Here is a fantasy bottle I designed by digitally sculpting a form by hand, if you will. I used 3dCoat, so the process is very organic. The point of this excercise was to depart from a mathematical look, and see how organic a form could be executed. I like it :)
You have the right the print this out for your own personal use as per the Attribution-NonCommercial-NoDerivatives license indicated below.
1. You may also rescale the item in any direction to fit your needs.
2. You may use photographs of your printed items in any way, including commercially. For example, if you are selling pretty roses and you want to display them in a bottle, this is permitted. For example, if you are advertising a 3d printer you have for sale, it is permitted to show a picture the bottle as an example print. As a courtesy, I ask that you provide a credit to me as the designer of the bottle if possible. However, credit is not a requirement that will be enforced.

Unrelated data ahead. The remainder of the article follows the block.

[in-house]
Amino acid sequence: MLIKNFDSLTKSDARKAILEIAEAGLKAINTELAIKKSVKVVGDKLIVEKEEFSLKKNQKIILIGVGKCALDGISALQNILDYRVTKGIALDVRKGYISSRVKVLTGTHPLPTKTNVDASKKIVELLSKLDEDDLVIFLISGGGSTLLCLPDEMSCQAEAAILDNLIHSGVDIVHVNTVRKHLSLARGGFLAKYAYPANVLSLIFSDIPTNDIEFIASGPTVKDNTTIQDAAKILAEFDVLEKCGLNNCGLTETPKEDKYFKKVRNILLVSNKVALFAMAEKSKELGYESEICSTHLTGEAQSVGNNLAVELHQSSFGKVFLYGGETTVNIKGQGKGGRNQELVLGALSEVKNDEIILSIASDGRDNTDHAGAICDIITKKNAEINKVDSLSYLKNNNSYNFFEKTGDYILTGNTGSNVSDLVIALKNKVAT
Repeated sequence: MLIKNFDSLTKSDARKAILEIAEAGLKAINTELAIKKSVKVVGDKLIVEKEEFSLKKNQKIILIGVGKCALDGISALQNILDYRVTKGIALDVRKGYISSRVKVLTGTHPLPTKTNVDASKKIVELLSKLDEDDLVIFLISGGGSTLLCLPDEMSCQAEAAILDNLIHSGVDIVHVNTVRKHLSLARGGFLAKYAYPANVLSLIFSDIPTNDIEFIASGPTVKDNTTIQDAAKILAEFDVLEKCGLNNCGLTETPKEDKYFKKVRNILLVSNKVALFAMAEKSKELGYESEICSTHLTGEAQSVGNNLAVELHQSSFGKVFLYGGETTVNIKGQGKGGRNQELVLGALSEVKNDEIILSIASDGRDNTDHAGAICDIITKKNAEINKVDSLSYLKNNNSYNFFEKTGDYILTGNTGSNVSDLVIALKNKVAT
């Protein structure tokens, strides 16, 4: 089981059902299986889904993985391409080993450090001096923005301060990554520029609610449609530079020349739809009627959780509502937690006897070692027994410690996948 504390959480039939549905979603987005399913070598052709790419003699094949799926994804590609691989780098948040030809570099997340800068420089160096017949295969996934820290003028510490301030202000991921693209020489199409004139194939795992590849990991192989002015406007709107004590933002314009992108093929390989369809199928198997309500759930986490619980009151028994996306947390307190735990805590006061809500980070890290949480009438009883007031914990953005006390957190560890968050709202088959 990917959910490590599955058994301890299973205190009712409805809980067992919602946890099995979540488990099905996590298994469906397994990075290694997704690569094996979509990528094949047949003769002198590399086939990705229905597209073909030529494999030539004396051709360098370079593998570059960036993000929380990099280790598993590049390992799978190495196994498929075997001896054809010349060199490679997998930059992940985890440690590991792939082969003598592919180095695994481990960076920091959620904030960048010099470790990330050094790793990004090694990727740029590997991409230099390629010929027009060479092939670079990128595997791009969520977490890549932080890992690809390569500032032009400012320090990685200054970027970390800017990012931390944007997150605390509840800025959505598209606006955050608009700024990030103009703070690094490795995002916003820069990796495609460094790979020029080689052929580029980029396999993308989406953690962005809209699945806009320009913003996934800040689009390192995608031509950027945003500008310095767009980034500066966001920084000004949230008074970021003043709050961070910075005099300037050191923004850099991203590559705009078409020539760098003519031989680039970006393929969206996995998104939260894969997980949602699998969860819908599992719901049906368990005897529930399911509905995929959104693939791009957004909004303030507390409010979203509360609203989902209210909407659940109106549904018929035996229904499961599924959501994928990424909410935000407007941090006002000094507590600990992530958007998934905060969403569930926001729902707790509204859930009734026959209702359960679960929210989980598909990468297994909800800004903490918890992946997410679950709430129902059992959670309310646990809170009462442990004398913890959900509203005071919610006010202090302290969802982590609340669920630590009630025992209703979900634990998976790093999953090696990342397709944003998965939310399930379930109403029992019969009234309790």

You will need some kind of support structure to print this nicely. The bottom ridges, in particular, have a hard time. WIth the pp3dp printer, I used it's default (50 degree) support settings.
Also, to hand paint the item, I used sharpies of all things! You can layer sharpie colours and they will blend nicely with the scrubby/brushy techniques, as the solvent in the ink dissolves into the under layers of ink. I think I was told that the solvent in the ink is related to acetone, and that may be what enhances the glossiness of the print when painted with sharpies.
Oh, one more thing, which I have not yet tried. In another "thing" someone had mentioned that they use a polyurethane coating on the inside of vases to seal them and make them watertight. They suggested that the cavity be filled with polyurethan, then emptied, and left to continue to drain/dry upside down. I will let you know how this works out.